- Links to your hosting company or Web designer - Though your hosting company might be the very best in the whole world, don't link to them from every single page of your site. Instead, consider writing them a testimonial grade link and putting it on an acknowledgements page under the About Us section. Referring people to your providers in a way that is cogent and targeted is far more useful than a link in the navigation.
- Every page on your site - The object of your navigation is to give your visitors a path into your site, not give them a link to every page you've ever written. Site maps are there for documenting all your pages. Leave the global navigation simple and clean.
- Home - A very common sight in global navigation is a link that simply says "Home" or "Index". While it is important to provide a way back to the beginning for your users, your navigation should use words that make sense for your site. Unless you're selling real estate, there's no good reason to use the word "Home" as your anchor text. Consider your site's main theme and link appropriately. If you sell used cars, make [used cars] the anchor. If you sell cowboy boots, use that. Wasting a global navigation link on something as non-descriptive as "Home" serves no purpose.
Keep It Consistent
Navigation that changes from page to page is confusing for users. If a visitor cannot determine from page to page how to move through the Web site, they will very likely abandon it with an unpleasant impression about your brand. If the look and feel is very different, the visitor may even assume they've been taken off-site without warning, and that will damage trust.
In the following screenshots you can see that the home page for the Strawberry Festival is markedly different than the interior pages, so much so that clicking through leads a visitor to wonder if they've reached the correct site or not.
Even little differences like the formatting of your footer may raise eyebrows. If you're not using a global template, make sure that you have other ways in place to ensure continuity of design. Again using the Strawberry Festival Web site as an example, you can see that their footer changes size, fonts and links from page to page, offering a user confusion as to how to navigate the site and doubts to the authenticity of the information.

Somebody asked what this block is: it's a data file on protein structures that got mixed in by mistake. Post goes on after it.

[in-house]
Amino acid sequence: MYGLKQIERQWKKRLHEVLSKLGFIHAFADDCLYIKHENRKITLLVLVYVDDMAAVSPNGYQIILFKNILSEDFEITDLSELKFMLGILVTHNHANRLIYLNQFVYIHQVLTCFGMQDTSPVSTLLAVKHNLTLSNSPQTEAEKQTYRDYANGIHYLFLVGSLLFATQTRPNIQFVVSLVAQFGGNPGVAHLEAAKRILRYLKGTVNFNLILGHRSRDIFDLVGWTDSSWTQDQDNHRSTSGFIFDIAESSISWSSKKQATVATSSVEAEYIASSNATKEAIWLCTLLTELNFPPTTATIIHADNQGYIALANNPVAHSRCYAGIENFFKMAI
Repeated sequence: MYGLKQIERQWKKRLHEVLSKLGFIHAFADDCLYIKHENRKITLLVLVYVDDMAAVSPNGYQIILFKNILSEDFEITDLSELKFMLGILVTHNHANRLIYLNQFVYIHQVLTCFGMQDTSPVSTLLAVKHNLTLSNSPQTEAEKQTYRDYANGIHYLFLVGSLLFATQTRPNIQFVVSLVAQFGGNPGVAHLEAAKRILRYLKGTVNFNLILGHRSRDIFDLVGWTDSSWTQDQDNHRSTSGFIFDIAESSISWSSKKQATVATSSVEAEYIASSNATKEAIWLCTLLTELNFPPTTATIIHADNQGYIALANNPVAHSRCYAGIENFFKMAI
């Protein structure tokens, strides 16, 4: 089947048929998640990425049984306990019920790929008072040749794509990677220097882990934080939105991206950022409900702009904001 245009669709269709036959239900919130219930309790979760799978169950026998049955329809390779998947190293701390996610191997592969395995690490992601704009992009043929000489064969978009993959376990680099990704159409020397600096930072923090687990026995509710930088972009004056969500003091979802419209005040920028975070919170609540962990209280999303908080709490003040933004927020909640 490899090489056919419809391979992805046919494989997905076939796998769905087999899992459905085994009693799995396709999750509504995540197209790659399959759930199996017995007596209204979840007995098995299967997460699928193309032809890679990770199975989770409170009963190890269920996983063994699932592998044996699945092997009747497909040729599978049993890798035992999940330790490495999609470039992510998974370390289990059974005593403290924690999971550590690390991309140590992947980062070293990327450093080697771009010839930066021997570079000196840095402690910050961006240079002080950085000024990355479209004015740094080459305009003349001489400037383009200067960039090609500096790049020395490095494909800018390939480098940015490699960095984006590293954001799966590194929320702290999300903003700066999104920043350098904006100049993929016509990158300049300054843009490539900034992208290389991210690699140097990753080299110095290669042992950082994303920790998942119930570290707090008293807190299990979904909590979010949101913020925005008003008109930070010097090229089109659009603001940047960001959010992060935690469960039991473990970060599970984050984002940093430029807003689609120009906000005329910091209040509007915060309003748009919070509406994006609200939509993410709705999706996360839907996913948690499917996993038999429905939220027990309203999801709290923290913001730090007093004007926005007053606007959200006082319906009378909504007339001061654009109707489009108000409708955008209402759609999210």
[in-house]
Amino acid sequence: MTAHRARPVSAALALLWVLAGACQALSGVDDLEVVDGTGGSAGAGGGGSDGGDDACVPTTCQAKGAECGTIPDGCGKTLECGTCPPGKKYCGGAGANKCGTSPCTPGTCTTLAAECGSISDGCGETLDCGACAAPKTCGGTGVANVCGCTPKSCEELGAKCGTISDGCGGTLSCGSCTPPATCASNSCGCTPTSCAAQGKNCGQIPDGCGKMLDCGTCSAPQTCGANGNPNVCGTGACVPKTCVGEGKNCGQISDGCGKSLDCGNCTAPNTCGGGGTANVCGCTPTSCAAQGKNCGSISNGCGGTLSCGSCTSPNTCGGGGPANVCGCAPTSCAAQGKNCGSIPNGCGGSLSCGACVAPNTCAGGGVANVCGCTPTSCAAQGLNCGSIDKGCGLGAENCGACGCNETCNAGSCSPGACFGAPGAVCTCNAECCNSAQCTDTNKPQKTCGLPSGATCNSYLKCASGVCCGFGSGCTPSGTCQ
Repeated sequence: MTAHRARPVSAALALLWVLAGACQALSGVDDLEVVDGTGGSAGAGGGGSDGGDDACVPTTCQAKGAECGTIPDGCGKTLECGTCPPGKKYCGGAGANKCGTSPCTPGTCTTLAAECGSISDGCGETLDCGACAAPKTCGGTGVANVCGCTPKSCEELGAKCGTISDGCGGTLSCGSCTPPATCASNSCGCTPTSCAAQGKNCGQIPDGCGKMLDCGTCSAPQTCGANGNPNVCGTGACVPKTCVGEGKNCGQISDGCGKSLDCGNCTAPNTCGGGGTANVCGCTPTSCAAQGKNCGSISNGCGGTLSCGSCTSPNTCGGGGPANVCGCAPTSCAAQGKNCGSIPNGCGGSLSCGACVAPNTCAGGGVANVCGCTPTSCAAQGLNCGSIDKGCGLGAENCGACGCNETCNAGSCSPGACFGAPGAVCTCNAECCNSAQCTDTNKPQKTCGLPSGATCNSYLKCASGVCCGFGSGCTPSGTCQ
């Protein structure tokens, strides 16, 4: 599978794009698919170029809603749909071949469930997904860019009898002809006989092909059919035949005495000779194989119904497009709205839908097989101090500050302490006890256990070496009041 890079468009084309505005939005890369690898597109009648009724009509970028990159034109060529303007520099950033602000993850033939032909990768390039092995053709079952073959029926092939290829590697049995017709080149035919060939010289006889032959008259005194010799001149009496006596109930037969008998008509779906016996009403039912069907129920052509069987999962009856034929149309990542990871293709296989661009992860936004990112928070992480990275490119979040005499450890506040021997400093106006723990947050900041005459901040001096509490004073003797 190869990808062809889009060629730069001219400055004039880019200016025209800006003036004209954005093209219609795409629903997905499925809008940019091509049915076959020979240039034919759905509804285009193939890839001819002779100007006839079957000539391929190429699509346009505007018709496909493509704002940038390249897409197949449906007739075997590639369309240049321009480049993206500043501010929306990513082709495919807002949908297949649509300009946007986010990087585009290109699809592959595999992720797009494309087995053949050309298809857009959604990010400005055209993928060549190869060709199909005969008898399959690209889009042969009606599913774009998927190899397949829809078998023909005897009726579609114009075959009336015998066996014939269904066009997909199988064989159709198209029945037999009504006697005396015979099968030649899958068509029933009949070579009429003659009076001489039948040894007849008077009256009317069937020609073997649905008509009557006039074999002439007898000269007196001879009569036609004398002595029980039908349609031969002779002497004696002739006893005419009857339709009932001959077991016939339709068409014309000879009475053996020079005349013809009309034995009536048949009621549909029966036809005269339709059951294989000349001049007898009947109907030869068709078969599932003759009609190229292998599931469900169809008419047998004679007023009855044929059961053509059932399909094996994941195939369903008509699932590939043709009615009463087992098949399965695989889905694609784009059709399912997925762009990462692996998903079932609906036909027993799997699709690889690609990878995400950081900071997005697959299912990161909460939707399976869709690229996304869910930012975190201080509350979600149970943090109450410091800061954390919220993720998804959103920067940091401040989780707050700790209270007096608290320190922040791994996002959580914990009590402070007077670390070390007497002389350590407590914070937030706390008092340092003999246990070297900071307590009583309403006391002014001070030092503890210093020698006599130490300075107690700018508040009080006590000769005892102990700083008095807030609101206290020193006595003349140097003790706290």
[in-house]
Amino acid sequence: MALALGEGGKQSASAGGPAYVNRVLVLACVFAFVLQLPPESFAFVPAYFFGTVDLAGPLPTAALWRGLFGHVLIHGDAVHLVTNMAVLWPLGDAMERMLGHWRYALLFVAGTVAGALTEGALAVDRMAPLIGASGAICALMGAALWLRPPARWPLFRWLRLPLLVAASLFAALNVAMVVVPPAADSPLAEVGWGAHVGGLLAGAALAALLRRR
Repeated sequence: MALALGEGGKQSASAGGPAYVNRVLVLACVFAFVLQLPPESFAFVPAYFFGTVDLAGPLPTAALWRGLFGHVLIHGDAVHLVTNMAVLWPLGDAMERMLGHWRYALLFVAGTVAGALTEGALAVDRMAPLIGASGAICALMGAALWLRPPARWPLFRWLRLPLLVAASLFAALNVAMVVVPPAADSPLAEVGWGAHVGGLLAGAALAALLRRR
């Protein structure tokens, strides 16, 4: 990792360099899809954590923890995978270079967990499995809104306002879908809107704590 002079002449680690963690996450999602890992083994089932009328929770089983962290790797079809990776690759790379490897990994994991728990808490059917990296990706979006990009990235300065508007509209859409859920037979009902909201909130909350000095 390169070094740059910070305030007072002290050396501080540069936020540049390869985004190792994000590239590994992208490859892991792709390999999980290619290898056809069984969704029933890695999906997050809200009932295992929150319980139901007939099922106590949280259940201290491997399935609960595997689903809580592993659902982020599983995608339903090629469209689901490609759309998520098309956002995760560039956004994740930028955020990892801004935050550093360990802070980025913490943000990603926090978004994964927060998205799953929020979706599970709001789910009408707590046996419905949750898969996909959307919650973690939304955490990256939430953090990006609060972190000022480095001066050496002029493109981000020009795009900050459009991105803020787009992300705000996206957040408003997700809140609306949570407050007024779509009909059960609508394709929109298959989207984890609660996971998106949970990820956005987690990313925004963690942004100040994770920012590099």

Stop Drop-Down and Forms Abuse
Many sites use drop-downs and forms in their navigation, requiring the user to make a choice before they can proceed into the Web site. This can be a severe problem for the search engines which are not able to fill out forms or use drop-downs. The major search engines are working on solving this issue, with Google recently indicating that they've made some progress in that direction, but until there has been a firm statement that the problem is not merely being studied but has actually been solved, it is best to ensure that search engines have some other way to access the pages of your site.
Taking the time and care to properly form your navigation can aid your site's search engine optimization efforts while also helping your users. Even if your Web site has every answer that a searcher could want, if it has navigation that is confusing, irregular and broken, no visitor, whether human or search engine, will ever want to stay long enough to find out how much value the site holds.